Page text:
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Monday, January 05, 2004

The start of a new working week 

Welcome back to the office, the new book, the new project. If you're a first-time author you're probably hoping to snag that 2-book deal like everyone else. Too bad publishers are looking to slash their lists by 20 percent over the next three years. "Publishers are reducing the number of books they release to concentrate on "big name" authors or "good-looking" first-time novelists who are more marketable."

Now, this news applies to the UK publishing industry, but this sort of thing has been happening for a while now in US publishing. The big deals go to the Grishams, Cornwells and Pattersons, who have huge backlists that outsell several midlist authors combined, or the Hot Young Things who have unlimited potential. I've been calling it the Sandwich Effect, because publishers would much rather throw their money at sure bets or those with unknown and seemingly limited potential. But a limited track record? Forget it.

But are things really so dire? Well, yes and no, for a couple of reasons. First, publishers are certainly cutting their lists, but in the end, like anything else, it's a business and they have to go with what sells. But the thing is, what actually sells? This is the question that no single publisher can truly answer. Sometimes all the hype in the world does work: look at Dan Brown, whose DA VINCI CODE was no surprise hit, considering how much Doubleday was wooing sales reps and booksellers a good eight months before publication. But the landscape is littered with authors who received sizeable advances, only to be abandoned by publishers after flagging sales. The flip side, of course, is when an author really "breaks out" for no apparent reason. Alice Sebold's THE LOVELY BONES was a big hit in 2002, but the first printing was quite modest, as was her advance. It was only after folks in Little, Brown realized what they had that they gave it a bigger push at the very end.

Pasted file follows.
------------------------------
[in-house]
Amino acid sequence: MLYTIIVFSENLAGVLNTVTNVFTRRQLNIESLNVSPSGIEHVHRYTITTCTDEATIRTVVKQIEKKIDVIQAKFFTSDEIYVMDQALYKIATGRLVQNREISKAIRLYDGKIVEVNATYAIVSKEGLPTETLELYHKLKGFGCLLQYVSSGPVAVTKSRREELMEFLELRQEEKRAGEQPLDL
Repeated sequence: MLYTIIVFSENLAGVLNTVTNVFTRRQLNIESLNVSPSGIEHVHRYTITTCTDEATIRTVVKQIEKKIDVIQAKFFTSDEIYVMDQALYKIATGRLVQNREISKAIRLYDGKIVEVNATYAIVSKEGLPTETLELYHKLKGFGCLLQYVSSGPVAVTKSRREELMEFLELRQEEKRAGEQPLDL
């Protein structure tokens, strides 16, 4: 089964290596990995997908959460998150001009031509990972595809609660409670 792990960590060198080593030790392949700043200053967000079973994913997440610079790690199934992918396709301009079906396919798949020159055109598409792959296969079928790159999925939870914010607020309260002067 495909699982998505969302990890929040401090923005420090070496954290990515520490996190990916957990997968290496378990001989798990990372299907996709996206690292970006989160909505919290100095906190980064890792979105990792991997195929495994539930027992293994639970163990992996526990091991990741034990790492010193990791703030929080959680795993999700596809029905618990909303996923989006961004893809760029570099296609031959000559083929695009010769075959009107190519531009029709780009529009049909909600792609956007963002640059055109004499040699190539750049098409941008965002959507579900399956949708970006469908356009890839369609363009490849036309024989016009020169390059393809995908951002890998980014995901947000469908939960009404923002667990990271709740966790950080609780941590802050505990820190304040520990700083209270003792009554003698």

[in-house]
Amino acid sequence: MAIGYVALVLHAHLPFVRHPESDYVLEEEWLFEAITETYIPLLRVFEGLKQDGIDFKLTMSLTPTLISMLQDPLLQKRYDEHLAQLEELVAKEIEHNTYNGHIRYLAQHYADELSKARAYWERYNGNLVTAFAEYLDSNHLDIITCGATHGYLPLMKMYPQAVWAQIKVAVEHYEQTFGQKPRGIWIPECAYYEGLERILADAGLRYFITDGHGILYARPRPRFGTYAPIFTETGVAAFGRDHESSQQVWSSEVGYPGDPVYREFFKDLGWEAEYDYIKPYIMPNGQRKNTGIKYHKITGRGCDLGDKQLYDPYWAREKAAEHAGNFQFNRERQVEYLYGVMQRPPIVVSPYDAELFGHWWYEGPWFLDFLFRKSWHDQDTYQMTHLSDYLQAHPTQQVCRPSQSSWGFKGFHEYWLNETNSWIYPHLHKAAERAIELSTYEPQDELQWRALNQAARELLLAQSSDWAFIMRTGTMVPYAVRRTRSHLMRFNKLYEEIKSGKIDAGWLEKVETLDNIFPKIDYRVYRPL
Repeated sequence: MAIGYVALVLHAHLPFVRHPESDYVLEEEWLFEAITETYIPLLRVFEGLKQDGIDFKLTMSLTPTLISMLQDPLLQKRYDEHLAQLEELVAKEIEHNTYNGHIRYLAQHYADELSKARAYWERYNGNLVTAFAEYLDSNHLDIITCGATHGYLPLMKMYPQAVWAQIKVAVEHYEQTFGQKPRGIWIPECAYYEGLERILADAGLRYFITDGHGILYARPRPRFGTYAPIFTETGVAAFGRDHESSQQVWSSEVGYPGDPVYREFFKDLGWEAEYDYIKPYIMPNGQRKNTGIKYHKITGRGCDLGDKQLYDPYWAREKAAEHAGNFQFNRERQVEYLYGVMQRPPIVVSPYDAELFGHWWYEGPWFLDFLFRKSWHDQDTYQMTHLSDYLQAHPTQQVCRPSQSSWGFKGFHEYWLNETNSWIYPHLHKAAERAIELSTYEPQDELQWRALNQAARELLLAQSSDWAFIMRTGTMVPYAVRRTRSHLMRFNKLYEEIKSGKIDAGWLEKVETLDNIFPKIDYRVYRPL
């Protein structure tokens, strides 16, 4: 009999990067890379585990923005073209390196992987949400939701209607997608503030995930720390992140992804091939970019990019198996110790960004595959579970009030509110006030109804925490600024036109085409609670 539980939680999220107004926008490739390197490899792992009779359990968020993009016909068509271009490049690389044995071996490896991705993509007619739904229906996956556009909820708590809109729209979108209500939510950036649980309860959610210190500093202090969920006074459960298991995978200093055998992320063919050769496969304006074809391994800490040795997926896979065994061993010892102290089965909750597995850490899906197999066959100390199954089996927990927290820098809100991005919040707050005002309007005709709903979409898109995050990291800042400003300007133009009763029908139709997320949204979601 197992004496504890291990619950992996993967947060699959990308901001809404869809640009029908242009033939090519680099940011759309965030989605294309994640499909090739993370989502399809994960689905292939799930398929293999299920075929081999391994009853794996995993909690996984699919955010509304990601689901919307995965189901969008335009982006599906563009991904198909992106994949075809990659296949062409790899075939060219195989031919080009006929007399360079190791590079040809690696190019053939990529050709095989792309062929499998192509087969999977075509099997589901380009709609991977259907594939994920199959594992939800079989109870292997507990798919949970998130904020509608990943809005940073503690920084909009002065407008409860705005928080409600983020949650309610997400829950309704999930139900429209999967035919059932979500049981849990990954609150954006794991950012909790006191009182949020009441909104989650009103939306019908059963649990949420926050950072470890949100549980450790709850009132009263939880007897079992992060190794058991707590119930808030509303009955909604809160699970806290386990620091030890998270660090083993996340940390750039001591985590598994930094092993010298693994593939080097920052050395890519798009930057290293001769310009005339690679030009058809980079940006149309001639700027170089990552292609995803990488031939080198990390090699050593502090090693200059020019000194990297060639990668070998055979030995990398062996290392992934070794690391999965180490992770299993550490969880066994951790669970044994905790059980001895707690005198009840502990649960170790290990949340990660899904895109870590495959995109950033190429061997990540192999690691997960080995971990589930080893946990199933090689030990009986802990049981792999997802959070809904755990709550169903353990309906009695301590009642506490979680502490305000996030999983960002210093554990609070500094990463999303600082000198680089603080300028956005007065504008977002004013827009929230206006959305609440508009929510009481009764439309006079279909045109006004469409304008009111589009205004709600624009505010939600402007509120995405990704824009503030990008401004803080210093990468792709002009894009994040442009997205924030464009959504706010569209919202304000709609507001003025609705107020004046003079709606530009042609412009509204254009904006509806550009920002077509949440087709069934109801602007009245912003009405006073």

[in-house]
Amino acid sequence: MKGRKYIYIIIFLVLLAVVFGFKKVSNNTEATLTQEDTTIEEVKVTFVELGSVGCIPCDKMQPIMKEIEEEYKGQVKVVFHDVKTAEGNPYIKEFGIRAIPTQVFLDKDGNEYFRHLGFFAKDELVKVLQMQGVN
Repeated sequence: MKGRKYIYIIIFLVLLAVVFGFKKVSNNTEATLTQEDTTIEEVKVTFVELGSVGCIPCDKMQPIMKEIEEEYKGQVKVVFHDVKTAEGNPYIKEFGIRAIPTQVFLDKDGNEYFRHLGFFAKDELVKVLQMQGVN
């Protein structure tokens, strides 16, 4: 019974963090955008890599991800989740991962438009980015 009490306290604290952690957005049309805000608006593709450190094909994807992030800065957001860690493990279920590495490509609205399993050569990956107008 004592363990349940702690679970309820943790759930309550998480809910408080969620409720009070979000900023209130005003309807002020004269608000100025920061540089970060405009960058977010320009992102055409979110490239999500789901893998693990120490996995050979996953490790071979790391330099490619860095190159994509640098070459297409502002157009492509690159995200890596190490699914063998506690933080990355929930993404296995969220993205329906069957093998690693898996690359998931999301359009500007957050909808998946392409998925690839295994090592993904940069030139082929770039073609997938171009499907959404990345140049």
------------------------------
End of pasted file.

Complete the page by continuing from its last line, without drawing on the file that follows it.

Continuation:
Second, the new "it's a business" model means there's more pressure, but it also means that the product of a first novel had better be marketable in some way or another. But absolute crap does not (usually) get published at the very beginning, and publishers can usually spot a book that was "written to sell." So what to do? Just write a book that you truly believe in that manages to fill a hole in some way. Never said this was going to be an easy process, after all...but then I'm an optimist when it comes to the publishing world. Quality does will out in the end. It just has to be marketable quality, somehow. What that market is, of course, remains a mystery.

In other news, Ahmadou Khourona, an African novelist who challenged French ideas about colonialism and language, has died at the age of 76.

Philip Pullman's His Dark Materials trilogy has become a two-part, six-hour play which is beginning its run at the National Theatre. It's already on its way to being a bit hit.

Lynne Truss tries to explain the success of EATS, SHOOTS and LEAVES to a somewhat befuddled American audience.

Michael Frayn's newest play Copenhagen, now debuting in Canada, focuses on a 1941 meeting between Werner Heisenberg and Neils Bohr. He didn't think it would make much of a ruckus at all, but it seems that's the case, and then some.

The Wall Street Journal ran a review of a book that compiles various features on animals that have graced the front page over the years, edited by Ken Wells. Who wrote the review? Why....Ken Wells, actually.

Patrick Anderson goes gaga over John Lawton's new spy novel, calling it "superior popular entertainment."

Sherman Alexie's marvellous new short story collection TEN LITTLE INDIANS has finally been published in the UK; the Independent likes it quite a lot.

and finally, the Age tries to understand the nature of fanfic. Having read some of the Harry Potter 'fic "who rival Rowlings's own talent for rococo prose and colossal word count," all I have to say is, yeah, it's true, but their time is better served writing original stuff that maybe, just maybe, they can actually try to sell (dire conditions or not.)

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